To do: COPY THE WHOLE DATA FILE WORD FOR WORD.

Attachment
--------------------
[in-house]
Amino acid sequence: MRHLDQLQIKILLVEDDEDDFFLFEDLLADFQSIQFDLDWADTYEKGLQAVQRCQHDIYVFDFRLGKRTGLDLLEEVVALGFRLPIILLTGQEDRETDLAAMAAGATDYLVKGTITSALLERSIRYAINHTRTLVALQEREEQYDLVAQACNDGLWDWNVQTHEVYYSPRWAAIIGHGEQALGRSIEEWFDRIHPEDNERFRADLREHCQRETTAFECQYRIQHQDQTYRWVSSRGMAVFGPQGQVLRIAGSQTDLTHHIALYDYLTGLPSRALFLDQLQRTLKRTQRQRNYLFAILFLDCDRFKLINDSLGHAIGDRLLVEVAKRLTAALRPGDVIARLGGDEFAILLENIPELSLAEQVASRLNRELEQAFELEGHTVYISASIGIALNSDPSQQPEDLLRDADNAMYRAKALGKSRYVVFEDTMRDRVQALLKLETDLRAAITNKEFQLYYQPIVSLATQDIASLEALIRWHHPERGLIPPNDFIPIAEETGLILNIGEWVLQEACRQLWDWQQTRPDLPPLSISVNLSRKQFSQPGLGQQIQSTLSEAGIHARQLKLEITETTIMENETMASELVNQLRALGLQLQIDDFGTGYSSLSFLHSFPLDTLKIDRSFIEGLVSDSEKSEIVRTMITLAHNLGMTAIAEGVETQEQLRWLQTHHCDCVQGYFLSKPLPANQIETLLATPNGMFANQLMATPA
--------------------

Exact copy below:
[in-house]
Amino acid sequence: MRHLDQLQIKILLVEDDEDDFFLFEDLLADFQSIQFDLDWADTYEKGLQAVQRCQHDIYVFDFRLGKRTGLDLLEEVVALGFRLPIILLTGQEDRETDLAAMAAGATDYLVKGTITSALLERSIRYAINHTRTLVALQEREEQYDLVAQACNDGLWDWNVQTHEVYYSPRWAAIIGHGEQALGRSIEEWFDRIHPEDNERFRADLREHCQRETTAFECQYRIQHQDQTYRWVSSRGMAVFGPQGQVLRIAGSQTDLTHHIALYDYLTGLPSRALFLDQLQRTLKRTQRQRNYLFAILFLDCDRFKLINDSLGHAIGDRLLVEVAKRLTAALRPGDVIARLGGDEFAILLENIPELSLAEQVASRLNRELEQAFELEGHTVYISASIGIALNSDPSQQPEDLLRDADNAMYRAKALGKSRYVVFEDTMRDRVQALLKLETDLRAAITNKEFQLYYQPIVSLATQDIASLEALIRWHHPERGLIPPNDFIPIAEETGLILNIGEWVLQEACRQLWDWQQTRPDLPPLSISVNLSRKQFSQPGLGQQIQSTLSEAGIHARQLKLEITETTIMENETMASELVNQLRALGLQLQIDDFGTGYSSLSFLHSFPLDTLKIDRSFIEGLVSDSEKSEIVRTMITLAHNLGMTAIAEGVETQEQLRWLQTHHCDCVQGYFLSKPLPANQIETLLATPNGMFANQLMATPA